Over the last few days, I’ve been sequestered in a hotel room roughly 300 feet from EA’s Redwood City campus. The obvious assumption is that I’m here to “acquire” copies of Rock Band via a Hollywood-style heist with a wacky cast of characters including Mos Def and John Lithgow, but unfortunately that’s not true, or even remotely believable. No, ladies and gentlemen, instead I’ve been summoned down here by The House That Trip Built to have a little romantic time with MySims, the upcoming Wii-ification of EA’s long running cash-cow The Sims, and a title that many have already written off as merely more teat-manipulation on behalf of a company known for rigorously working a teat.
So how did it turn out? Is it a viable new avenue for the series crafted with love, patience and a reverence for the historical iterations, or is this the kiddy equivalent of that football game they’re ever so proud of? Hit the jump for answers, pictures and a creepy anecdote about my affections for certain NPCs.
MySims is a title that drags the extreme customization options of The Sims to a home console and mashes them together with an RPG-lite quest system similar to that found in Animal Crossing or Harvest Moon. Of course, the similarities to AC and HM don’t end there as even the cutesypoo art style is reminiscent of those two titles’ adorable Japanese look. The developers were the first to point out the similarities, but they assured us all that there is much more to MySims than there is to either of the aforementioned games.
The most striking difference is in the item creation system. In most games an item is a static object that at best, talks to you from time to time or offers you a place to sit, but in MySims most objects are amalgamations of a series of tiny blocks decorted for maximum appeal. Complex, right? Thankfully the dev team took a cue from LEGO and designed everything to be interlocking with visible points of contact where they adhere to each other. This makes a system that could easily have wandered off into the area of extremely frustrating into the sort of thing even really stupid children could easily grasp.
The art direction is a mixed bag. Don’t get me wrong, I find the game intensely adorable and as charming as Paul Newman after two shots of whiskey, but I think this same cuteness is going to be the title’s biggest detriment. Those of us who can look past what is traditionally considered a “kiddy” style can have a lot of fun with the game, but a good deal of the gaming community will find that the bright colors and characters who you want to hug and buy tiny cakes for questions their masculinity in the same way that frilly dresses on guys or kittens inside of shoeboxes might. I often proselytize towards those lost sheep of the glories of the world of cute, but in the end there’s just no pleasing those people.
There are a few issues with the game as well. Even on the final build there are occasional momentary freezes and the loading time when entering or exiting a building — while reasonable at first — gets more annoying as you have to enter more and more buildings while travelling around town. Also, as I told the developers, this game absolutely screams for downloadable content. They agreed with me and said they would like to do it in future versions of the title, but that no one has really been able to do it properly on the Wii so far. While that’s true, being the first to do so would have won them all gold stars from me.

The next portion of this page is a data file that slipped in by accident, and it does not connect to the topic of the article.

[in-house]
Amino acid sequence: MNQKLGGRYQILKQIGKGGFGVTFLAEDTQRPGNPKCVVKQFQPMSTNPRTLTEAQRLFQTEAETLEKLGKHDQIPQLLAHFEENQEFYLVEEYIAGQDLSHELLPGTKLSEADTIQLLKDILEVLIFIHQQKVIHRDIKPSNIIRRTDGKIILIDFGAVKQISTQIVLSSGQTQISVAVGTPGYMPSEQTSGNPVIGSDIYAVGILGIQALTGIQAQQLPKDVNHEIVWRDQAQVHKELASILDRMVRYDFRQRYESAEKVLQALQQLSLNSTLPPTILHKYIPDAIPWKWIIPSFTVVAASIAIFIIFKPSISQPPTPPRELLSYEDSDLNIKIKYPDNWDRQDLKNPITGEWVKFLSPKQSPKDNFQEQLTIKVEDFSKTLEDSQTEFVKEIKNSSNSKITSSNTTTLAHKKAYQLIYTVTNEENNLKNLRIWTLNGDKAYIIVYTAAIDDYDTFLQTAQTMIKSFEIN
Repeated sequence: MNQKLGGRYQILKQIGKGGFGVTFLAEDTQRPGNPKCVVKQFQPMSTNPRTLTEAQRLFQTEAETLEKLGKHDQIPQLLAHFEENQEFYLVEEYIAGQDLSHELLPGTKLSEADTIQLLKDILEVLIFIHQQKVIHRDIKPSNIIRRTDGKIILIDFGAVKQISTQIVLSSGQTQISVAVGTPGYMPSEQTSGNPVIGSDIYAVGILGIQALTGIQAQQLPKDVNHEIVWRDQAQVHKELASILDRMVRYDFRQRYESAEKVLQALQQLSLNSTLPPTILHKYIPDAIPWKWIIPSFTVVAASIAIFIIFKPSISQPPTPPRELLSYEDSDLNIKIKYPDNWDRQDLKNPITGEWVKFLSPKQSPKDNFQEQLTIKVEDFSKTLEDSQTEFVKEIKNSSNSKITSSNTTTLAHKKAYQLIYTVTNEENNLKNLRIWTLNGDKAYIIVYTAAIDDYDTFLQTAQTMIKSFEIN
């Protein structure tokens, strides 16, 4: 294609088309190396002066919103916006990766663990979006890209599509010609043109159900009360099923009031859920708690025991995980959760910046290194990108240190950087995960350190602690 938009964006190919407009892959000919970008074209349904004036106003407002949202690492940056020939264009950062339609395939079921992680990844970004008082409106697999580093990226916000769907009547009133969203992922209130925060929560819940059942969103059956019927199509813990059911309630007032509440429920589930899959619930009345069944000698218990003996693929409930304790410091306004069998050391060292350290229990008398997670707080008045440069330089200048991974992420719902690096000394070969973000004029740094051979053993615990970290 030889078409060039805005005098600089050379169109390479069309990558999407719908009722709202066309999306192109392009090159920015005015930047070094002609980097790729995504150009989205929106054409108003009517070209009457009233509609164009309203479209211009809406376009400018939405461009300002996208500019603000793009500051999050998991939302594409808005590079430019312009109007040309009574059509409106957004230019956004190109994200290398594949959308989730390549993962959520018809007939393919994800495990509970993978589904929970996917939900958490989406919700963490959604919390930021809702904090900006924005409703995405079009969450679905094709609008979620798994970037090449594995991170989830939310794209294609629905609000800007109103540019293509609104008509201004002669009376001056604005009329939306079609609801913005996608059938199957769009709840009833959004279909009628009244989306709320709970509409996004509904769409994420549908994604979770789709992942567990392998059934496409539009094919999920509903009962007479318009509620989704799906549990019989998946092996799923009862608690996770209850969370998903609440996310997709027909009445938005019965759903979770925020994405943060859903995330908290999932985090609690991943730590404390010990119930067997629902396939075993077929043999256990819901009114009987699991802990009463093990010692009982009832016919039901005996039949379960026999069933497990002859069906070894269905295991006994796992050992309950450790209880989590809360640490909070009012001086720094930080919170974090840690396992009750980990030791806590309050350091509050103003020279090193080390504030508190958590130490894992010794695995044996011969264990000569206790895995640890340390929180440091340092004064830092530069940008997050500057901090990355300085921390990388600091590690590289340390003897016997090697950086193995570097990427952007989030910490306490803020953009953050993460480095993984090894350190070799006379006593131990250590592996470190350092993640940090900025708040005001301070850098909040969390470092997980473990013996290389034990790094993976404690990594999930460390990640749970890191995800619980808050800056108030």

I’m almost done here, but before I go I want to highlight one specifically awesome feature of the game: the NPCs. In past Sims titles, the people you interacted with felt almost generic due to their art style and the fact that they were functionally just normal people, whereas in MySims the dramatic art style and overly stylized emotives make every NPC an important character with their own background, likes, dislikes and adorable outfit. Roxie Road — the girl in the bee costume in the gallery below — epitomizes this intense affection you develop for the NPCs and while they’ve removed the ability to create romantic relationships, the combination of her intense cuteness, her sunny demeanor and her quirky OCD-ness instantly made me want to befriend her in-game and draw hearts around her name on the cover of my Trapper Keeper. Perhaps the best compliment one can pay this game is that it makes you care about who you’re meeting in a way that previous Sims titles didn’t, which lead to graphic torture and murder of virtual characters — a feature also not found in MySims.
I’m not going to hyperbolize and say MySims is on the same level as recent releases like BioShock — a favorite amongst the devs I spoke to — but it does what it set out to do with aplomb. For those who found The Sims too generic and dull, MySims adds a ton of personality to the old formula and provides direction to those who couldn’t dig The Sims simply because there were no handrails to guide them through the sandbox. Combine that with the customization system that will suck away hours of your life, and MySims provides a unique gaming experience on a system that (at least in theory) is known for its unique experiences, and even with the minor issues I stated above I’d recommend it to anyone looking for an alternative to your standard blood-soaked shooters.